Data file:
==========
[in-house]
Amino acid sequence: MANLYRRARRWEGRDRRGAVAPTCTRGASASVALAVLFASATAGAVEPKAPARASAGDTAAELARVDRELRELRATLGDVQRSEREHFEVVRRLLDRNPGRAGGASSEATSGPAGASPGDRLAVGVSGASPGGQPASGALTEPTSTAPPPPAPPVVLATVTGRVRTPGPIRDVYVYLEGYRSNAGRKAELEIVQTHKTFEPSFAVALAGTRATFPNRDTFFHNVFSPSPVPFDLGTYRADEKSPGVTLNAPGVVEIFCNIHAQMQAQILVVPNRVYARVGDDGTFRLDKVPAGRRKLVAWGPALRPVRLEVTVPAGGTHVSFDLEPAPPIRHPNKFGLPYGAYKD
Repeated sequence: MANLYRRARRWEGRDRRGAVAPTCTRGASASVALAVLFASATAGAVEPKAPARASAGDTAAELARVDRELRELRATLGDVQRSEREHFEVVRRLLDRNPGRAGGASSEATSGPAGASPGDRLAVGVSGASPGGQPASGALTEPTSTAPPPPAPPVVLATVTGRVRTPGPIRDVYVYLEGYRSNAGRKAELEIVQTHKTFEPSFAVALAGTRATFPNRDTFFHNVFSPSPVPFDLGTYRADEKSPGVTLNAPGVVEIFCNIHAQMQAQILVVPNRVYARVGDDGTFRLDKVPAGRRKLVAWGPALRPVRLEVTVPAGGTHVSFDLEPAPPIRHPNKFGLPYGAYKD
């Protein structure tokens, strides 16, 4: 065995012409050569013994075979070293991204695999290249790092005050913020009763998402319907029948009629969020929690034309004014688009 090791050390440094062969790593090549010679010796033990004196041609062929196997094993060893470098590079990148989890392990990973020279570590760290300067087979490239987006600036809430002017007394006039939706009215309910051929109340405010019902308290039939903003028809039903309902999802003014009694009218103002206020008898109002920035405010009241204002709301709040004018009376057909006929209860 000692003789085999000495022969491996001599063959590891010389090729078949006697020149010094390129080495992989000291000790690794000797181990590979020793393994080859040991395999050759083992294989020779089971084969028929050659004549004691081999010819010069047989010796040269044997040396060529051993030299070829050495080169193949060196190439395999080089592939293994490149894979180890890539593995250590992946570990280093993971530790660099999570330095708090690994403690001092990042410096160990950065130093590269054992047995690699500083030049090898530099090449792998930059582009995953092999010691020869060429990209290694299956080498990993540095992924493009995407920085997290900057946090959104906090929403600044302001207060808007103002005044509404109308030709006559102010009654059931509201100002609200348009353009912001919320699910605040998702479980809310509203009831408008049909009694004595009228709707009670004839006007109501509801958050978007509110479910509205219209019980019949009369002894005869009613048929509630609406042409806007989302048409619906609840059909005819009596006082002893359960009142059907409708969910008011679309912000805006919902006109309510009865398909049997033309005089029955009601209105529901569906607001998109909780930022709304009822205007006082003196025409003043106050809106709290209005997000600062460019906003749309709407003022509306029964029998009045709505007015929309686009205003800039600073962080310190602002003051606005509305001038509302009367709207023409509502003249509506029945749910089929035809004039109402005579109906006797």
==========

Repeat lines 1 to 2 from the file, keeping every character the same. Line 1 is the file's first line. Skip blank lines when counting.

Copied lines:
[in-house]
Amino acid sequence: MANLYRRARRWEGRDRRGAVAPTCTRGASASVALAVLFASATAGAVEPKAPARASAGDTAAELARVDRELRELRATLGDVQRSEREHFEVVRRLLDRNPGRAGGASSEATSGPAGASPGDRLAVGVSGASPGGQPASGALTEPTSTAPPPPAPPVVLATVTGRVRTPGPIRDVYVYLEGYRSNAGRKAELEIVQTHKTFEPSFAVALAGTRATFPNRDTFFHNVFSPSPVPFDLGTYRADEKSPGVTLNAPGVVEIFCNIHAQMQAQILVVPNRVYARVGDDGTFRLDKVPAGRRKLVAWGPALRPVRLEVTVPAGGTHVSFDLEPAPPIRHPNKFGLPYGAYKD